So, the formal programme is at an end. The national AKI programme has completed its project plan and it is always good to reflect on what went well and what could have been better. What are my highlights?
Back in 2013, World Kidney Day focused on acute kidney injury. I think it is fair to say that at that time few people recognised the importance of Acute Kidney Injury. For me, as National Clinical Director at NHS England, AKI was to BE the focus of a large part of my role. AKI remains a significant and serious safety issue in modern healthcare and the joint work between the UK Renal Registry and NHS England Patient Safety was an important early building block to put in place. It laid the foundation for everything that was to come and enabled a broad range of stakeholders, including the public, patients and professionals to engage with and work with the system in a way rarely seen. So, my first personal highlight was acting as the glue in the structure.
When the programme started, I had a fair idea of what it should look like in terms of the project. When I spoke at that March World Kidney Day, I laid out a series of challenges to tackle the problem of AKI. It needed to educate people, guide people and develop the system that sits around the care. For me, the workstreams have been spectacular in their success – the depth and clarity of the work has been fantastic. But at the start, the programme had a long name but no identity OR clearly articulated vision – essential to capture the attention and enthusiasm of people. So, highlight number two for me was the work and team that lead to the brand Think Kidneys. Such a simple statement of intent, of purpose and of demand, it has crystallised the work around it.
Joan Russell and Ron Cullen will already have spoken about my third highlight, but probably from different angles. If Think Kidneys as a brand was the heart of the project, the brains came from the Patient Safety Alerts and the National CQUIN. That first safety alert gave in one fell swoop the permission, the data and the purpose to take out to the NHS across England. The data that flows from that alert will continue to drive the improvement that is so needed and in the space of a year everyone was talking AKI. The national CQUIN ran for just one year but demonstrated exponential improvement in communication of AKI into primary care, and huge strides in the understanding of AKI in community care. Highlight number three – using the system levers with the precision of a surgeon’s blade.
Despite a clear strategic structure – at least in my head – there was still a need and a challenge to make it work. That took people, that took meetings and that took time. I will be honest – I need to be organised by someone – be that at home, clinical work or in this project. Karen Thomas as project manager was the person who led that operational team and who made it happen. They organised me, endless meetings, the workstreams, conferences, workshops, slides, carried on organising me, and just made it work. And then you have the workstream chairs, the teams that supported them, and like a pyramid the work spread to involve hundreds of people, who gave of their own time to solve problems, bring new ideas, providing leadership across the country. People and their enthusiasm make up highlight number four.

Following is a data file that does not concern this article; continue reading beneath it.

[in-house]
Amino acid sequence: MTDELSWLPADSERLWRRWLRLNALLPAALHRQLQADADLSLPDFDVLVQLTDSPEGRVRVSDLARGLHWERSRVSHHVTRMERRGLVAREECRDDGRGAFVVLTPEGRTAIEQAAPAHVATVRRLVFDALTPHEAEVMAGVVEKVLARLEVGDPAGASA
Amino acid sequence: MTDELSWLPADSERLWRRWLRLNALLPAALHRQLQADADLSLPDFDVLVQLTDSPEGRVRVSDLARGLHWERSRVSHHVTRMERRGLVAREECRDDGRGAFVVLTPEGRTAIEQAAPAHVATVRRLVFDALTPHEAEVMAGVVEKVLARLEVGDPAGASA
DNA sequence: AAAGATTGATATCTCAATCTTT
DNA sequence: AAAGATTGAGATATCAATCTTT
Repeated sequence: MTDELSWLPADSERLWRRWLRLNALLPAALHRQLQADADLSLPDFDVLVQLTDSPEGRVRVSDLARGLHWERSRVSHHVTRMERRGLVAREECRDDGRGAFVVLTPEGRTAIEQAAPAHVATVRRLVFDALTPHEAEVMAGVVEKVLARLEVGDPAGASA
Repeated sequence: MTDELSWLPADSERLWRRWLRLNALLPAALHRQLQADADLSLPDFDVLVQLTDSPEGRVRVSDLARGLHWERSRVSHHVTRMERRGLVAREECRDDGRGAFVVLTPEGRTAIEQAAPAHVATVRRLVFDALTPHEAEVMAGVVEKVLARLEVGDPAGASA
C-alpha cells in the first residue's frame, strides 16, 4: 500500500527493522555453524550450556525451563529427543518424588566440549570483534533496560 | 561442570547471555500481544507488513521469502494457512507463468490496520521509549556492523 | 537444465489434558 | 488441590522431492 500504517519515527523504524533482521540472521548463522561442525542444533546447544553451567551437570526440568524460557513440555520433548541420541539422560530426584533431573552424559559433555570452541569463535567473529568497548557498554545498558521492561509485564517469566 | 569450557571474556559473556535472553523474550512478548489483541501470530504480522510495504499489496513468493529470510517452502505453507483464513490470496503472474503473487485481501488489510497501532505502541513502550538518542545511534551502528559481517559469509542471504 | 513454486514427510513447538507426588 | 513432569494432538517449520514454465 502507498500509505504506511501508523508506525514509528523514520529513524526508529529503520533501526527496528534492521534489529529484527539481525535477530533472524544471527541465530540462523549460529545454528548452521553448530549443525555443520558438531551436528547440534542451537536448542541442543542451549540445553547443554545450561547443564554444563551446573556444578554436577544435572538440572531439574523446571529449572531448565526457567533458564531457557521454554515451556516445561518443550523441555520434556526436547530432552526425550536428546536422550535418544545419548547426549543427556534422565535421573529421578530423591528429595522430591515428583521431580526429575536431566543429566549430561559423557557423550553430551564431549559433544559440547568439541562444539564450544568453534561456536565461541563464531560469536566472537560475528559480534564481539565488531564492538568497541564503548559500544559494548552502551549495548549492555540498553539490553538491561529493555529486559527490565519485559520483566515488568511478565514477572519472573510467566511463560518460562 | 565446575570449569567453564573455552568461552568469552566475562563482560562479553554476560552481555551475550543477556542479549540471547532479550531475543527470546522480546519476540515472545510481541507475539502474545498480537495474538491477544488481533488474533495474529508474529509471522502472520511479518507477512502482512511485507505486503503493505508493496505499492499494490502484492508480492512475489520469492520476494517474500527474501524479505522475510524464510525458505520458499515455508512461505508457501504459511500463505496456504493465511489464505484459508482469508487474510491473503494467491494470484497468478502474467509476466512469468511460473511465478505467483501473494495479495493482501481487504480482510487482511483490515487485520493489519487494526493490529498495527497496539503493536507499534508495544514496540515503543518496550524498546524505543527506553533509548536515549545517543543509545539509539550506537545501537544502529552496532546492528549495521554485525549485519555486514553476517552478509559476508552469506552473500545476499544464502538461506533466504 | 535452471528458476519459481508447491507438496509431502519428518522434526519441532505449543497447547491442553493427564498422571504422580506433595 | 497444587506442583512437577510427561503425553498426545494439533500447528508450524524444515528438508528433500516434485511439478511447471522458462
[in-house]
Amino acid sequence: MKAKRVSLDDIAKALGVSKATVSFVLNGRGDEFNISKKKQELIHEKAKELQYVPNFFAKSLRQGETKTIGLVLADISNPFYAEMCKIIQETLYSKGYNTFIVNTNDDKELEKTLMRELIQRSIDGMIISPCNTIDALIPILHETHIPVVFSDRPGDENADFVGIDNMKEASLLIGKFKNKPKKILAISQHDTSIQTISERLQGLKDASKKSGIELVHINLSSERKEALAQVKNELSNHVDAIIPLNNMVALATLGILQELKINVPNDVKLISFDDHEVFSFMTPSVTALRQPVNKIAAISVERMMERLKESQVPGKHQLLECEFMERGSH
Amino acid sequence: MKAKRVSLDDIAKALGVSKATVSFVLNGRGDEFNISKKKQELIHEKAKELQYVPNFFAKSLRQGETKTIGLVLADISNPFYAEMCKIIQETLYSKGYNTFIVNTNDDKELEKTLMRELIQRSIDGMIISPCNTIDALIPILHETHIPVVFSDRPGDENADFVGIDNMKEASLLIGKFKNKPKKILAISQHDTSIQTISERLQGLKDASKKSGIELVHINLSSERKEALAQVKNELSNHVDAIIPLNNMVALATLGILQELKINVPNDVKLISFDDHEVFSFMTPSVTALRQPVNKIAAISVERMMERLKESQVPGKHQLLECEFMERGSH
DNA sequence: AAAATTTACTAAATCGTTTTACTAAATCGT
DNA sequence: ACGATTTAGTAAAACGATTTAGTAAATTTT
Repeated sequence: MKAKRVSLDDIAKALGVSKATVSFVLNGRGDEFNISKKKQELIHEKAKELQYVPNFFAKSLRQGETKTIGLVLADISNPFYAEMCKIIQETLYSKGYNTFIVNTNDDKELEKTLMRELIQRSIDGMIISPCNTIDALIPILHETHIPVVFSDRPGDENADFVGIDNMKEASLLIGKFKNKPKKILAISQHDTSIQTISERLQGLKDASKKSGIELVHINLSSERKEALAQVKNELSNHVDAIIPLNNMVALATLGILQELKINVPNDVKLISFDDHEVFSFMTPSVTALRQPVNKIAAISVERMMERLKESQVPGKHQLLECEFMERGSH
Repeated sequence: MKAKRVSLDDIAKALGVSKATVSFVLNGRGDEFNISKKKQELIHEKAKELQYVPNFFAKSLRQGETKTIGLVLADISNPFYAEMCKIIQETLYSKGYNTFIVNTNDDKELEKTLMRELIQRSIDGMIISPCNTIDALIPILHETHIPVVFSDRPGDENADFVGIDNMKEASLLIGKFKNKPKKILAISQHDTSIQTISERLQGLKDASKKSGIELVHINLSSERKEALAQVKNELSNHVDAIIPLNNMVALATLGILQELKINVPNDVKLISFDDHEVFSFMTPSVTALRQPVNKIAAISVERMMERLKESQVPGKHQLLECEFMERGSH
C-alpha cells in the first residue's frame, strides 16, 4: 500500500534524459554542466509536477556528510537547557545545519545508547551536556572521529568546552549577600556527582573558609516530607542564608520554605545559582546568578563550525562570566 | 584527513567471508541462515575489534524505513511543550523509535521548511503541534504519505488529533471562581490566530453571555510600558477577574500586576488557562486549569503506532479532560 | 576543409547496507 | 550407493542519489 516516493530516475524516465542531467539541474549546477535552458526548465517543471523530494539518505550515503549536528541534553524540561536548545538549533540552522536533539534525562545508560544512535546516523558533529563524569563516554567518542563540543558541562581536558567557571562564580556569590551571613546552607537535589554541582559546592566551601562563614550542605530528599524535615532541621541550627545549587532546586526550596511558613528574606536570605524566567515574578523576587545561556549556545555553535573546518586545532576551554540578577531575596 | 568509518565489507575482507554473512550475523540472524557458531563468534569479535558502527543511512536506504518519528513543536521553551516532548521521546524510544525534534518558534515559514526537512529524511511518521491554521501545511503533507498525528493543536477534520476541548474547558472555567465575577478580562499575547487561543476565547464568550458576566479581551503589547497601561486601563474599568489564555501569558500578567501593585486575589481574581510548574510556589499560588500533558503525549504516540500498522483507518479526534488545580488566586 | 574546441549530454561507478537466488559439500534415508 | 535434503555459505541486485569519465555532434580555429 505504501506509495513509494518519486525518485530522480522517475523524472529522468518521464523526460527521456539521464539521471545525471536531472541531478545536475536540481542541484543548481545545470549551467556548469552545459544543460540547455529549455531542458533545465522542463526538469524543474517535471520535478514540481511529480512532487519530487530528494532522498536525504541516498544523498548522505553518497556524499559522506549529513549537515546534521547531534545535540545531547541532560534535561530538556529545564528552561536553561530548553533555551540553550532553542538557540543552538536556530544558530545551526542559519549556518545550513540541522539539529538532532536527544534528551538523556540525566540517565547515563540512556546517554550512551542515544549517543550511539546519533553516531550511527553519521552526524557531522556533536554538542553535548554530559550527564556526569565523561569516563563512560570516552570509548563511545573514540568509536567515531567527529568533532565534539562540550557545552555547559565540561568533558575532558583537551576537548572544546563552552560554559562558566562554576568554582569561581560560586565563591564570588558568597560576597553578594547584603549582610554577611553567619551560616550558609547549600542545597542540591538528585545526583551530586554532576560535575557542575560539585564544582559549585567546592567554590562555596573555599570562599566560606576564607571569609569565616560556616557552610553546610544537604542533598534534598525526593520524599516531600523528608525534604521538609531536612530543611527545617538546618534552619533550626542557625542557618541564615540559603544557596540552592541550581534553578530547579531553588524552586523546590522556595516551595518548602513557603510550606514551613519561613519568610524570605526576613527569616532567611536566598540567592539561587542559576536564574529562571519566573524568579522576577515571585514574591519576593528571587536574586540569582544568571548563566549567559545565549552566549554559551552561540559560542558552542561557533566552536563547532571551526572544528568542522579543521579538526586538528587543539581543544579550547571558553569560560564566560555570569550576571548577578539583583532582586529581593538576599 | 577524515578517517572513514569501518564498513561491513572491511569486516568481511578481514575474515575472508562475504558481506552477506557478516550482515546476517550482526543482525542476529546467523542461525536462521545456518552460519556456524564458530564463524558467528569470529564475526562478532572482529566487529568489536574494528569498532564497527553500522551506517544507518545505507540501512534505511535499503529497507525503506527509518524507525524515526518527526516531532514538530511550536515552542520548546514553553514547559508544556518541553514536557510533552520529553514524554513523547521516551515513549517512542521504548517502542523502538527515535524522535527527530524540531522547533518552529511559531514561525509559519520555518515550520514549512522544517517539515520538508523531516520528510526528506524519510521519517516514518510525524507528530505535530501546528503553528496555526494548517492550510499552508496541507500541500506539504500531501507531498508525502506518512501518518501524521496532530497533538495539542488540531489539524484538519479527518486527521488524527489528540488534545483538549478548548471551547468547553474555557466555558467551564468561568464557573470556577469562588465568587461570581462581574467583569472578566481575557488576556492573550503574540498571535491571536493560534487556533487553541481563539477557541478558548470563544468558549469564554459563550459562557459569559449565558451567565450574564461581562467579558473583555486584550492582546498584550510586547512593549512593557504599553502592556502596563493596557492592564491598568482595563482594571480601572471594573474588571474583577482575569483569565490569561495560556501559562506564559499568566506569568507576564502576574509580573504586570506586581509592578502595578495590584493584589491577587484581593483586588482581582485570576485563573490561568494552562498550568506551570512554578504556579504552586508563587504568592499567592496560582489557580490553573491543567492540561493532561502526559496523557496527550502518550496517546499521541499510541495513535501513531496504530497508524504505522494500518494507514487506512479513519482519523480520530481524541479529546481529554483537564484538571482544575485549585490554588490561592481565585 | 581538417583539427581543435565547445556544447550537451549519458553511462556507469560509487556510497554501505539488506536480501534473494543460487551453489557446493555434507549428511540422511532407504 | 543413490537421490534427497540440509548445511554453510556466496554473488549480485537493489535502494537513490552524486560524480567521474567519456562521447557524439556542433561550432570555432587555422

I will finish my highlights with an unexpected one. Developing a brand with a clear vision and a central purpose provided that central beacon but I had always wanted the programme to be organic – allowing people and teams the freedom to explore the issues from their perspective and to bring new ideas and solutions to notice. There are so many example of that on the website – the Paediatric and Mental Health teams spring to mind as does the enthusiastic work of the Care Home group who just ran away with ideas and made it their own. The Public Health campaign was never a priority but it was brilliant success – I see echoes of it in work in other countries and organisations. That this happened is due to the ambition to embrace uncertainty and allow people to be creative. My final highlight is therefore this – the unexpected.
Five highlights and I could have added many more. There is little I would have done differently. The programme achieved its formal objectives but much more came out of it and the key bit is that it is going to stick. Sustainability remains the Achilles heel of improvement projects – I have no fears for this work. AKI as a concept is in the consciousness of all, data to support improvement is flowing and Think Kidneys remains to steer the course. Think Kidneys will be maintained by the UK Renal Registry but they are merely the curators. It does not belong to one organisation, professional or otherwise. Instead it is to bring people together and to be a source of information and guidance for all. It is there to support improvement in care for the public and people with kidney disease and has already broadened out to include work in chronic kidney disease and improvement methodology. It has been a successful and productive three years but it is just the start.
“It is not in the stars to hold our destiny but in ourselves.”
William Shakespeare, Julius Caesar